The Algebra of Mohammed Ben Musa is elementary, exhibiting the fundamental operations, including mensuration of triangles,'

The following note explains their notion of the relation of the diameter and circumference of a circle :-“ In any circle, the product of its diameter multiplied by 3 will be equal to the periphery. This is the rule generally followed in practical life, though it is not quite exact. The geometricians have two other methods. One of them is, that you multiply the diameter by itself; then by 10, and hereafter take the root of the product ; the root will be the periphery. The other method is used by the astronomers among them : it is this, that you multiply the diameter by 62832, and then divide the product by 20000; the quotient is the periphery. Both methods come nearly to the same effect." The following note appears on the margin of this passage in the Arabic text :-“This is an approximation, not the exact truth itself ; nobody can ascertain the exact truth of this, and find the real circumference ; for the line is not straight so that its exact length might be found. This is called an approximation, in the same manner as it is said of the square roots of irrational numbers that are an approximation, and not the exact truth. The best method here given is, that you multiply the diameter by 34 ; for it is the easiest and quickest."

The first and third rules of Ben Musa are found in the Lilavati, chap. vi, sec. 201, and the second in chap. xii., sec. 40 of the Arithmetic of Brahmegupta. The quotient of the numbers 62832 divided by 20000 in the Algebra of Ben Musa, is the same as that of 3927 divided by 1250 in the Lilavati.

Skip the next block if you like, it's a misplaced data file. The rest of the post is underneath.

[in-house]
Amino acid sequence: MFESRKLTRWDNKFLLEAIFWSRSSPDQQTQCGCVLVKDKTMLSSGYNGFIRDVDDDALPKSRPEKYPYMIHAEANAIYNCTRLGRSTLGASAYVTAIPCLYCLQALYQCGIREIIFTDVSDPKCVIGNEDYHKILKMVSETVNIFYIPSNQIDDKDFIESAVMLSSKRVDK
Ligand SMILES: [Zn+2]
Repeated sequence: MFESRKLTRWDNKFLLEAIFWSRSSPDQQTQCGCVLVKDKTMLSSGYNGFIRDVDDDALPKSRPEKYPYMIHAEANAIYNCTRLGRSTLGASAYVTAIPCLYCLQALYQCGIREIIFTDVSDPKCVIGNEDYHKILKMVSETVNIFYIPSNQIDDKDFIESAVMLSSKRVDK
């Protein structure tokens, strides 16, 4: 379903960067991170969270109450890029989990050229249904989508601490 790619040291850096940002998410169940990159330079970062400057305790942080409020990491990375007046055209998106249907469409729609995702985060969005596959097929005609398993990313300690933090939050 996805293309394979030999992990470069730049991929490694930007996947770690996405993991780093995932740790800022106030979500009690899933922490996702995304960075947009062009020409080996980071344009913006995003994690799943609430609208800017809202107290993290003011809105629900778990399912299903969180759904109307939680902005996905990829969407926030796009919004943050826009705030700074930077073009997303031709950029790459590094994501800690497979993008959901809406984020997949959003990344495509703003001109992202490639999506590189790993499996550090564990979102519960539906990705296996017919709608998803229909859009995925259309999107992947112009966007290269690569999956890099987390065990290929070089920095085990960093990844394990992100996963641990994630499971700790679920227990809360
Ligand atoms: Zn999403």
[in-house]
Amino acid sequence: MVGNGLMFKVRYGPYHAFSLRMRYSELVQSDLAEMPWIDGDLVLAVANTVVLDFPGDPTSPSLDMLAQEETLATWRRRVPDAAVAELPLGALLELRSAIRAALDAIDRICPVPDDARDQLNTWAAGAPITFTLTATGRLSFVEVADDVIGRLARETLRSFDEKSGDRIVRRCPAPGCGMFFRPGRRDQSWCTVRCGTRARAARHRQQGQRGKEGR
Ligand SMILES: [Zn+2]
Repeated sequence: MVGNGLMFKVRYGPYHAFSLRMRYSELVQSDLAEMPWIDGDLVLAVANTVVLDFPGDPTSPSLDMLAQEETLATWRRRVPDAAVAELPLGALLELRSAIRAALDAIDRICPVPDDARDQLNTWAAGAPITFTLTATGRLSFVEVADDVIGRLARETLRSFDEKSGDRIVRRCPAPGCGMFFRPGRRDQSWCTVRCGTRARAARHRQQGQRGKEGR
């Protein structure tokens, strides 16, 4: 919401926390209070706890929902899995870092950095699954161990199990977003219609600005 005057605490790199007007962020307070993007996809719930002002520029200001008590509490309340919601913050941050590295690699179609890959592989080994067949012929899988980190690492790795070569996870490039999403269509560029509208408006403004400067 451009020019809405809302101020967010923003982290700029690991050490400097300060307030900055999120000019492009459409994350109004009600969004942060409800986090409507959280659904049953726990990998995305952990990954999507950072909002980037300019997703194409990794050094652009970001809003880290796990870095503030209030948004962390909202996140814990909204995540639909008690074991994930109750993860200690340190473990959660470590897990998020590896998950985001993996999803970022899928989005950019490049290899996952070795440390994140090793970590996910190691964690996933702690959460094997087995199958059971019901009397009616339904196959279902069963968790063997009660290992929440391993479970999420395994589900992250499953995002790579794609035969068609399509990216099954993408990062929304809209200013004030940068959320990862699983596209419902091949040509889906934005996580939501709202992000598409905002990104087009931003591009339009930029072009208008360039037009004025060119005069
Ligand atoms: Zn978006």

circles, &c., but is not extended beyond the solution of simple and quadratic equations. With respect to this treatise, Mr. Rosen, in his preface, has made the following remarks:— “But under whatever obligation our author may be to the Hindus, as to the subject matter of his performance, he seems to have been independent of them in the manner of digesting and treating it; at least, the method which he follows in expounding his rules, as well as in showing their application, differs considerably from that of the Hindu mathematical writers. Bhascara and Brahmegupta give dogmatical precepts, unsupported by argument, which, even by the metrical form in which they are expressed, seem to address themselves rather to the memory than to the reasoning faculty of the learner. Mohammed gives his rules in simple prose, and establishes their accuracy by geometrical illustrations. The Hindus give comparatively few examples, and are fond of investing the statement of their problems in rhetorical pomp. The Arab, on the contrary, is remarkably rich in examples, but he introduces them with the same perspicuous simplicity of style which distinguishes his rules. In solving their problems, the Hindus are satisfied with pointing at the result, and at the principal intermediate steps which lead to it. The Arab shows the working of each example at full length, keeping his view constantly fixed upon the two sides of the equation, as upon the two scales of a balance, and showing how any alteration in one side is counterpoised by a corresponding change in the other.” The author's preface to his work contains the following passage:– “The learned, in times which have passed away, and among nations which have ceased to exist, were constantly employed in writing books on the several departments of science, and on the various branches of knowledge, bearing in mind those who were to come after them, and hoping for a reward proportionate to their ability, and trusting that their endeavours would meet with acknowledgment, attention, and remembrance; content as they were, even with a small degree of praise; small, if compared with the pains which they had undergone, and the difficulties which they had encountered in revealing the secrets and obscurities of science. “Some applied themselves to obtain information which was not known before them, and left it to posterity; others commented upon the difficulties in the works left by their predecessors, and defined the best method (of study), or rendered the access (to science) easier, or placed it more within reach; others again discovered mistakes in preceding works, and arranged that which was confused, or adjusted what was irregular, and corrected the faults of their fellow-labourers, without arrogance towards them, or taking pride in what they did themselves.” Mohammed Ben Musa, at the beginning of his treatise, gives no